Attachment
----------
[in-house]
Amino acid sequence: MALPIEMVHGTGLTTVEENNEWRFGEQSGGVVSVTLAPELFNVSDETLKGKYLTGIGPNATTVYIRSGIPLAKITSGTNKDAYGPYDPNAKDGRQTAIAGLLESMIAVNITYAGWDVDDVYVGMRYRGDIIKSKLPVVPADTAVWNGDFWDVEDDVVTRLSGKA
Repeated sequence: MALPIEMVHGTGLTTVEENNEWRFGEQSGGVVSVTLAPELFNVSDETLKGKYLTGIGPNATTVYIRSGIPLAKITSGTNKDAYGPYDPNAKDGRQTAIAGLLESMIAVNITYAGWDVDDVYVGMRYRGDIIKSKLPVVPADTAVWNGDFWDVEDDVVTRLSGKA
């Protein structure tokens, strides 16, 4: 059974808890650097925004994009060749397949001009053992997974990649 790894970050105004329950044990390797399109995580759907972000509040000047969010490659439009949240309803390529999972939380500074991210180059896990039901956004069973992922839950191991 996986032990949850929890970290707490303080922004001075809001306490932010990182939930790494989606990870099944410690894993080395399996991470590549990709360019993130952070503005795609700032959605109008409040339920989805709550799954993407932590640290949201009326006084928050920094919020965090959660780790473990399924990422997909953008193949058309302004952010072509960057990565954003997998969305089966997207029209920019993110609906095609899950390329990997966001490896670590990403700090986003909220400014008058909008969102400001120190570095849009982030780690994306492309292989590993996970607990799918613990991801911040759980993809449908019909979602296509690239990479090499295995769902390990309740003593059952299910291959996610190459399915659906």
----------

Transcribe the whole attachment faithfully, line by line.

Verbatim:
[in-house]
Amino acid sequence: MALPIEMVHGTGLTTVEENNEWRFGEQSGGVVSVTLAPELFNVSDETLKGKYLTGIGPNATTVYIRSGIPLAKITSGTNKDAYGPYDPNAKDGRQTAIAGLLESMIAVNITYAGWDVDDVYVGMRYRGDIIKSKLPVVPADTAVWNGDFWDVEDDVVTRLSGKA
Repeated sequence: MALPIEMVHGTGLTTVEENNEWRFGEQSGGVVSVTLAPELFNVSDETLKGKYLTGIGPNATTVYIRSGIPLAKITSGTNKDAYGPYDPNAKDGRQTAIAGLLESMIAVNITYAGWDVDDVYVGMRYRGDIIKSKLPVVPADTAVWNGDFWDVEDDVVTRLSGKA
């Protein structure tokens, strides 16, 4: 059974808890650097925004994009060749397949001009053992997974990649 790894970050105004329950044990390797399109995580759907972000509040000047969010490659439009949240309803390529999972939380500074991210180059896990039901956004069973992922839950191991 996986032990949850929890970290707490303080922004001075809001306490932010990182939930790494989606990870099944410690894993080395399996991470590549990709360019993130952070503005795609700032959605109008409040339920989805709550799954993407932590640290949201009326006084928050920094919020965090959660780790473990399924990422997909953008193949058309302004952010072509960057990565954003997998969305089966997207029209920019993110609906095609899950390329990997966001490896670590990403700090986003909220400014008058909008969102400001120190570095849009982030780690994306492309292989590993996970607990799918613990991801911040759980993809449908019909979602296509690239990479090499295995769902390990309740003593059952299910291959996610190459399915659906």